Re: “Concerning the ‘Count of Saint-Germain’”
In an email Monday, L.G. wrote:
I’ve been searching for materials about the Illuminati (I read yesterday some of your notes on “May Day” and the Illuminati - quite interesting and helpful!) and there is one historical personage that keeps popping up in my searches: Saint Germain, the so-called “Wonderman of Europe”. I don’t know if he was an “illuminatus”, but his persistent connections to May 1st in the New Age Movement are very interesting. According to some sources, he “ascended” on May 1st 1684, and was crowned as the new “Chohan” (Planetary Lord) on May 1st 1954. I know these are just New Age inventions, with no historical value, but anyway the choice of that day is curious, to say the least.
While reading Manly P. Hall’s “The Secret Destiny of America”, I noticed he mentioned a person –not named in the book– who apparently influenced the creation of the american flag and called himself “The Professor”. What I wanted to know is if you know, from your own studies, if this man had anything to do with the well-known european aristocrat who called himself the Count of Saint Germain. If there was a connection, and if there was any possibility for him to have been a member of the Bavarian Illuminati, maybe this could explain the connection between the New Age “Ascended Master” Saint Germain and the day of the foundation of the Bavarian Illuminati.
By the way, as I’m talking about Saint Germain and the New Age Movement, maybe you’ll find curious the fact that certain new age circles working with this “ascended master” use a kind of violet disc with a dot in the middle as a tool for “spiritual exercises”. You can see it here (the fourth from above):
This, amazingly, reminds me of the point within a circle used by the Illuminati to designate their Order. What do you think about all this?
Thanks for your time and attention.
The short answer, is no; Saint Germain wasn’t a member of the Illuminati. His name doesn’t appear on any authentic membership list, nor would you expect to find it. Quite the opposite.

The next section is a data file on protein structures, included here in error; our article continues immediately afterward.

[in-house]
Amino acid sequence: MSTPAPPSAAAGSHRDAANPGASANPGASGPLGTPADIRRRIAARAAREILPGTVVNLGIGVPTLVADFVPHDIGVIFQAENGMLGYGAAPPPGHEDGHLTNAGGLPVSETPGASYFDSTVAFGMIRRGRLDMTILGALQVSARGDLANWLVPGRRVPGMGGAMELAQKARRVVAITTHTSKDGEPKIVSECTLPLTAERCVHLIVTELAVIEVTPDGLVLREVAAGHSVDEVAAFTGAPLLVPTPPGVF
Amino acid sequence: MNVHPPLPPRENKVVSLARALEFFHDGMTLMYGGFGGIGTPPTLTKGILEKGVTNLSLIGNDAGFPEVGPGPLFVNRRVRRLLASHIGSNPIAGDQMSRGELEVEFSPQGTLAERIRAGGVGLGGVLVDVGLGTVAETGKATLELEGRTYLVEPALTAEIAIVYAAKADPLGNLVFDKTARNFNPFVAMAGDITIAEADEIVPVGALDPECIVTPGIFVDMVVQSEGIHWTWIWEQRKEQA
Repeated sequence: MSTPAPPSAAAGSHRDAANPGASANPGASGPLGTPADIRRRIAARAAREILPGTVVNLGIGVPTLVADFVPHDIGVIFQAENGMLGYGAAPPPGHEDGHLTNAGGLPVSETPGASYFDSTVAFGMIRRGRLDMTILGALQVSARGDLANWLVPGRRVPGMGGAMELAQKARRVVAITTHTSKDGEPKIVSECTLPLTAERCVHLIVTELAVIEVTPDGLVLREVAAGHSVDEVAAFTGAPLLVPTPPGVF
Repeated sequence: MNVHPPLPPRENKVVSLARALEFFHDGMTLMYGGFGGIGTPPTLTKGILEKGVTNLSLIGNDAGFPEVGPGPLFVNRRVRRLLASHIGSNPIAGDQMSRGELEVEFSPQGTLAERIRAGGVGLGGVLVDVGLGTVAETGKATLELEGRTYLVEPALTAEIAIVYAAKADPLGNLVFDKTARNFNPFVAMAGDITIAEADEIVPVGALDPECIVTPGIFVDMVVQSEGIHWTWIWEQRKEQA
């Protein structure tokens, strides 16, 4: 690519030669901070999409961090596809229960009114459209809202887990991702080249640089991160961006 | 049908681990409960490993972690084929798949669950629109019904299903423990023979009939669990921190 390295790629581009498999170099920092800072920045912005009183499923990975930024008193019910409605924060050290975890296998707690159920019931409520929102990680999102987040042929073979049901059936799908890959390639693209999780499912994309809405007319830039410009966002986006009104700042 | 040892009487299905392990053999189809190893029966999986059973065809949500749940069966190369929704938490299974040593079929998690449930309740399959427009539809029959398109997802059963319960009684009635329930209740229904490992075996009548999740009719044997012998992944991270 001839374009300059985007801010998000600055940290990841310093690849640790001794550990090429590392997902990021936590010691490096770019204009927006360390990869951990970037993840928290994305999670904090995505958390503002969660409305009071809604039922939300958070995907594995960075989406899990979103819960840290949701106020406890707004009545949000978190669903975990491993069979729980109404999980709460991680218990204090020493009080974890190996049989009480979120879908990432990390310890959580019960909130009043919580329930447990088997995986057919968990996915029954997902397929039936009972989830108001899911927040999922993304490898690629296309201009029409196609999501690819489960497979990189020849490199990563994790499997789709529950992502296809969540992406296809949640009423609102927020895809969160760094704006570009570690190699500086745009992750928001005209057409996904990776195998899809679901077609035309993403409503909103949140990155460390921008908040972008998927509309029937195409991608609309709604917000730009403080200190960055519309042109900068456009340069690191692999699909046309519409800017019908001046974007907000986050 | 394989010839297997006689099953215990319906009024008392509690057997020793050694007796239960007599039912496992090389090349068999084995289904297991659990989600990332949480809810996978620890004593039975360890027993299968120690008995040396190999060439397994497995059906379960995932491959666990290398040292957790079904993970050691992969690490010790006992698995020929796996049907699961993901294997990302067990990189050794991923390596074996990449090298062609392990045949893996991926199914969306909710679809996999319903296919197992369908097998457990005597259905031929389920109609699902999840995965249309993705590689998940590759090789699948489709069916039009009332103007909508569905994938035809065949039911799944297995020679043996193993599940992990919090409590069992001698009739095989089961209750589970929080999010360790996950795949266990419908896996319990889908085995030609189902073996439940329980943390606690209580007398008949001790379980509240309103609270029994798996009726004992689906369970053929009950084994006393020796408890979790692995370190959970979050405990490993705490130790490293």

Regarding Freemasonry and other secret societies during the 18th Century, those of a mystical/occultist bent usually joined the Golden and Rosy Cross, Strict Observance or the Illuminés in France and Northern Europe (embracing the teachings of Pasqually, Saint-Martin, Pernety, and Swedenborg) - or all of the above. The die-hard rationalists, whose foundation was in philosophy rather than Pietism or mysticism or alchemy, were recruited into the Bavarian Illuminati. That being said, there was certainly overlap, but the two camps were at odds, even antagonistic. Saint Germain was of the former group. To the rationalists in the Illuminati, Saint-Germain - indeed Cagliostro and the rest of the mystical fabulists - were the butt of the joke. If you were found to be sympathetic to alchemy or Rosicrucianism, in most cases you were kicked out of the Order.
While contemplating whether to initiate Princes into the Order, a compromise was reached. The noble would certainly be led to believe that he was ascending the ladder, but instead of the normal discourse read to the initiate in the higher mysteries, that the church and throne were to be dispensed with - these were conveniently left out. Thus the sovereign’s good name could be used to recruit others - demonstrating the grandeur of the Order - and the Prince or Duke, believing he was privy to the final secret, would, in turn, work on behalf of his “brethren.”
Landgrave Karl von Hessen-Kassel was a close friend of Saint-Germain’s. He was one of those Princes initiated into the Order, and it seems as though he had an agenda as well - to spy on its activities, keep it in check, and have full control over the initiates in his territory. This power, Knigge provided to him; despite the fact that Karl was one of the most accomplished occultists of his time (and being an initiate of more mystical associations than most anyone else).
Prince Karl and Saint-Germain set up shop at his Louisenlund estate in what is now Schleswig-Holstein. While conducting experiments at Karl’s alchemical laboratory (a dark, cold, and dreary stone tower), Saint-Germain caught pneumonia and died on February 27, 1784.
The simple fact is that Rosicrucian obsession with the myths surrounding St. Germain is a ruse meant to fleece the credulous. That they use “May 1st” is perhaps due a desire to insinuate a connection with Weishaupt’s Order. But there is none. The power and allure of the very word “Illuminati” is considerable, is it not? Crowley, too, sought to conflate various names throughout history and intimate that they belonged to one grand authentic tradition. They have alternative histories - whimsical and imprecise - whose purpose is to impress; indoctrinate; initiate; propagate.
Chapter 15 (pp. 146-154) of Hall’s Secret Destiny of America (1944), is titled “The Unknown Man who Designed Our Flag.” Too often Hall’s sources are those of occultists, who in turn base their stories upon anecdote, tradition, and legend. Hall’s sole citation for the tale of this mysterious professor, is one Robert Allen Campbell: Our Flag: Or The Evolution of the Stars and Stripes, Including the Reason to be of the Design, the Colors, and Their Position, Mystic Interpretation Together with Selections Eloquent, Patriotic, and Poetical (H. E. Lawrence, Chicago, 1890).